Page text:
Get up to £100,000 funding for your business from the Government

Is your young business doing particularly well? Or have you not even started trading yet? Did you know that you can get up to £100,000 funding for your business from the government?

With our help, a credible business plan, a believable cash flow forecast, a confident yet understated profit-and-loss forecast, and some proof that people want what you sell in big enough numbers, then £100,000 can be yours.

But how? And from whom?

Start-up funding – The Start Up Loans Company (TSULC)

Set up by the British Business Bank (BBB), TSULC provides personal loans to business people for sums up to £25,000 to use to either establish or grow a company. There’s a fixed interest rate of 6% (much cheaper than many high street banks and independent business lenders), there are no set-up charges, and you can repay the loan early without penalty.

TSULC was set up because, for a long time after the financial crisis of 2008, high street banks became very nervous about lending money to companies. Not all debt is bad debt of course – in the case of a company, taking on short-term debt can provide the capital to grow turnover and profitability faster than waiting to build up retained profits for investment over months and years.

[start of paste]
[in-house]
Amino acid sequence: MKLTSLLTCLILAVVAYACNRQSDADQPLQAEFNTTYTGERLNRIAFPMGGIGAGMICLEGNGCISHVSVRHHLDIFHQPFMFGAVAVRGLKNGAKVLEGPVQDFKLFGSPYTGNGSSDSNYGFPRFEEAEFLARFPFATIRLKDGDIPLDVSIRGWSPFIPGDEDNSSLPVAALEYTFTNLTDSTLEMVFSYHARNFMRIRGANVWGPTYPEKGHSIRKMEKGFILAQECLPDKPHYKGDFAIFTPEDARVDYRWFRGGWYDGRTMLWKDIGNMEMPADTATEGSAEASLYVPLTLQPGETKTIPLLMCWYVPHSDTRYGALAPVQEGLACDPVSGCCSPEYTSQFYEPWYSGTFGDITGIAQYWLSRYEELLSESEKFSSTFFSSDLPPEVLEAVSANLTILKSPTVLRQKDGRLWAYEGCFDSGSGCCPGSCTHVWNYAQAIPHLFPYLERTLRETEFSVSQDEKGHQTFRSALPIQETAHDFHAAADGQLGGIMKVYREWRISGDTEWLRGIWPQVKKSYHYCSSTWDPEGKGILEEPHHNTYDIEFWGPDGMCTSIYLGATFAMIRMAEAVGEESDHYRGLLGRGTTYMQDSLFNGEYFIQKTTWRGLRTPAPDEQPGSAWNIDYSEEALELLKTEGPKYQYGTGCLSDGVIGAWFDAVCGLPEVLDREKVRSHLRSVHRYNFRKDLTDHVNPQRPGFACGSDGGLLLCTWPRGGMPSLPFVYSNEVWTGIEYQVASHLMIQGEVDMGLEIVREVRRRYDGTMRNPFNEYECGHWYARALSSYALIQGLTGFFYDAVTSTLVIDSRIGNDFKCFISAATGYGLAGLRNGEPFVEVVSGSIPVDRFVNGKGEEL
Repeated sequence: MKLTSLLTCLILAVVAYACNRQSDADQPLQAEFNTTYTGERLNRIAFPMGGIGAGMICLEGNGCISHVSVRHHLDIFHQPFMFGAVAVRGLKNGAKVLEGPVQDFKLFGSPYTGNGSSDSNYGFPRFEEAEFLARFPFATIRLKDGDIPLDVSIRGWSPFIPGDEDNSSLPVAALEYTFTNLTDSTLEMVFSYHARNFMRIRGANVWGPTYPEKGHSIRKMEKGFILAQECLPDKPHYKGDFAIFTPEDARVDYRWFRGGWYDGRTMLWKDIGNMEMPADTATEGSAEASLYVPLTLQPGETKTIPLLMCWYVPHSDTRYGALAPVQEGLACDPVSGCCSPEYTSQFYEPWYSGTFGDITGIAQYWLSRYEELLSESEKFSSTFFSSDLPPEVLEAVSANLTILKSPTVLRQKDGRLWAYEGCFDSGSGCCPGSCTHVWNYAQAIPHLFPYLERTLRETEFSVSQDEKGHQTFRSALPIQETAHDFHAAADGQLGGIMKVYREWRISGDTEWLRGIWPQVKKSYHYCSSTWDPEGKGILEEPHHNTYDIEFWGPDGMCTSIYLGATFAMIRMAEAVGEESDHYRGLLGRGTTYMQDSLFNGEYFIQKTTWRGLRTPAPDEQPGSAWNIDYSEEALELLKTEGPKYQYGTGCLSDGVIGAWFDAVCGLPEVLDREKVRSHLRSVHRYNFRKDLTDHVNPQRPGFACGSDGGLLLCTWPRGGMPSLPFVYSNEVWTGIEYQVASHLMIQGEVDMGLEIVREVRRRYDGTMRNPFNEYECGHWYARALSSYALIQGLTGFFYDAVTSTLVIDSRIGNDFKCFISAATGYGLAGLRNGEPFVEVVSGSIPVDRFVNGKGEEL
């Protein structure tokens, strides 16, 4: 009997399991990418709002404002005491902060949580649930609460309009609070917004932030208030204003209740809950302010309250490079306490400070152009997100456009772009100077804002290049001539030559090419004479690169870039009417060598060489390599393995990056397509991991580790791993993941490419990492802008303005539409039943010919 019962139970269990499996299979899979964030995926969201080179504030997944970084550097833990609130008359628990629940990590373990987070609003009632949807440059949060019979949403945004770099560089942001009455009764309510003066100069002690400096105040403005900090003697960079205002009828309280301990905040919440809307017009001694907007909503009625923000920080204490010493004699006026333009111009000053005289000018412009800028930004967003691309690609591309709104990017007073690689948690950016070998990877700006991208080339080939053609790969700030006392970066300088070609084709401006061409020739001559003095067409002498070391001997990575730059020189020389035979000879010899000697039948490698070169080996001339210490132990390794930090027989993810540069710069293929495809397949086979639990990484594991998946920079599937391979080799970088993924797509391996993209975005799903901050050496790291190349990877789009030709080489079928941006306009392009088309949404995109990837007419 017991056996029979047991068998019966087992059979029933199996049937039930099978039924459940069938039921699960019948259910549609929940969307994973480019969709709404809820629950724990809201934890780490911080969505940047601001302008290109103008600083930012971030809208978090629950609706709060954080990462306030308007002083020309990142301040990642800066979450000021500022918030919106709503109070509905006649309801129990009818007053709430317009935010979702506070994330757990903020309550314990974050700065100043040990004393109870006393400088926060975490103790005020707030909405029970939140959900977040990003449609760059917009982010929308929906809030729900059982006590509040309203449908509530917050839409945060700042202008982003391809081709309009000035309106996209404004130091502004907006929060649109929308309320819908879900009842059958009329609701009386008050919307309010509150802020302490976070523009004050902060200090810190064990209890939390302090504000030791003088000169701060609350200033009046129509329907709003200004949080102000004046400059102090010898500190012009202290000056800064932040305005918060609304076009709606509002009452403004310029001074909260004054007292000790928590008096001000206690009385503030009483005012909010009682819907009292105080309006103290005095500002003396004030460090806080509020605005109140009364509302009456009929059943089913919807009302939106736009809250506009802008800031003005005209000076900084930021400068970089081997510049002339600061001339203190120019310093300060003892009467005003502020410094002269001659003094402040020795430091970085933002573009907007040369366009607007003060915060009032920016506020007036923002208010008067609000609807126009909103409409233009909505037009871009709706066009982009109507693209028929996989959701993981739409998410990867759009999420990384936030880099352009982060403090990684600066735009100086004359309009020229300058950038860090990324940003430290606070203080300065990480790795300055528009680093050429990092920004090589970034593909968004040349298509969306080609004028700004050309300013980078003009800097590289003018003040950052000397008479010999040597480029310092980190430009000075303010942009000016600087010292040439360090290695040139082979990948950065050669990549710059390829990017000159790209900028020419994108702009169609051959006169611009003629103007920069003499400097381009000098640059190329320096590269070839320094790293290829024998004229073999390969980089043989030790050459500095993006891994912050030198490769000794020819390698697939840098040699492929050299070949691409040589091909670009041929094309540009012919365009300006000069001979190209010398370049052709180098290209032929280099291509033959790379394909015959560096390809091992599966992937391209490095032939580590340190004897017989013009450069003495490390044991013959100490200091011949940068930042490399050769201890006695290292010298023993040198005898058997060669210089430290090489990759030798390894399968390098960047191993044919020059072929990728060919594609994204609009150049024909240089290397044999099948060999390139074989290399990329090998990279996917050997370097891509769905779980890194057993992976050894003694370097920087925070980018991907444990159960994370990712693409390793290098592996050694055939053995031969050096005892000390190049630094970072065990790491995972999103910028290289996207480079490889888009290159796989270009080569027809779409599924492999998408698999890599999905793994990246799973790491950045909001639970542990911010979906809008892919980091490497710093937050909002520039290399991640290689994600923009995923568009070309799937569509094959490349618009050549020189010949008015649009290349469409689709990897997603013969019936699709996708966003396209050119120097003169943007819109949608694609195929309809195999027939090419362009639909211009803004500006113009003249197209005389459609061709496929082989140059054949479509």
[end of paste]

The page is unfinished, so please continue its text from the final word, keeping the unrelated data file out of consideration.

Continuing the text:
Start-up funding – the application process

TSULC don’t actually hand out the loans themselves. They deliver their service via a number of regional partners – you can see who they are clicking here.

You apply for the finance via these regional partners who offer additional service to borrowers, including free mentoring for a year from someone with a proven track record of running or advising businesses.

Start-up funding – what do TSULC’s partners look for?

When considering your application, they look for five things –

• you have amassed some experience, knowledge, or skills in the sector you’ll be or you are trading in

• there’s demand for what you do (if you’re a new start, invoices or letters of intent will be enough evidence – if you’re already trading, they’d like to see a growth in turnover, even if small)

• you have a business bank into which they can deposit the loan

• you have a solid business plan

• your cash flow and profit-and-loss forecasts look credible and achievable.

Start-up funding – your business plan

Even though they are lending out public money, what they want to see in your business plan is not hugely different from what a bank or other financial institution would want to see.

They’ll expect:

• a summarised description of your company and what the idea behind it is

• descriptions of the products or services you’ll be selling

• good market research (who has or will buy from you, why they’d choose you over your competitors and how much you can charge for what you’re selling)

• pre-start orders (invoices, letters of intent, and so on)

• post-start (evidence that your turnover and profitability is provable in real life and that demand is either static or going up)

• your marketing channels

• the way you will run the business

• your suppliers

• legal and insurance requirements and how they’ll be or are being met

• information about your management team